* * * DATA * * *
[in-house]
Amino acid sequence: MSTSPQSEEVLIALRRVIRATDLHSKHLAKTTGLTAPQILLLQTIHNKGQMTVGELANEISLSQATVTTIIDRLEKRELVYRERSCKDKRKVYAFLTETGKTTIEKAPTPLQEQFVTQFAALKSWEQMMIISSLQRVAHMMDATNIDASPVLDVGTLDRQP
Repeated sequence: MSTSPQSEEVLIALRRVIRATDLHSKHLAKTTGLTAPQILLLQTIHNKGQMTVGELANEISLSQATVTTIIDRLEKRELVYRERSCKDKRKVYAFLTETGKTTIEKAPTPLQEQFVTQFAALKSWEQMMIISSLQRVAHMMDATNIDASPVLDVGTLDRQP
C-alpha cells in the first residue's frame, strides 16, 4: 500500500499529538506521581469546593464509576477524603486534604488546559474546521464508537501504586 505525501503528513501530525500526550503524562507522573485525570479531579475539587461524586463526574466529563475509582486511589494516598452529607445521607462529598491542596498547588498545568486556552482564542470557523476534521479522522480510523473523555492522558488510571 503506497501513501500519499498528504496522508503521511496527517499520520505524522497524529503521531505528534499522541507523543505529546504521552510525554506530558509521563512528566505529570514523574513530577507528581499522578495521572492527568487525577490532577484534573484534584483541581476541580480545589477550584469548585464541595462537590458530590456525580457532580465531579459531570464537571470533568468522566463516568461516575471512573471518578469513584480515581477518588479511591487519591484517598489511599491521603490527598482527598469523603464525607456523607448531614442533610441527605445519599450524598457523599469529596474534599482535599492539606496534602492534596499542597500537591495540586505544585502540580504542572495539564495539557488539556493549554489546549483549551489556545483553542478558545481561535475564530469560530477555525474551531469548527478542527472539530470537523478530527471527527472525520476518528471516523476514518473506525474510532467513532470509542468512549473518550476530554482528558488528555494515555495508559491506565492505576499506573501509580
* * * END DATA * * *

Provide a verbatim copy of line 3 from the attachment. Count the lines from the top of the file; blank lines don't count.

Repeated sequence: MSTSPQSEEVLIALRRVIRATDLHSKHLAKTTGLTAPQILLLQTIHNKGQMTVGELANEISLSQATVTTIIDRLEKRELVYRERSCKDKRKVYAFLTETGKTTIEKAPTPLQEQFVTQFAALKSWEQMMIISSLQRVAHMMDATNIDASPVLDVGTLDRQP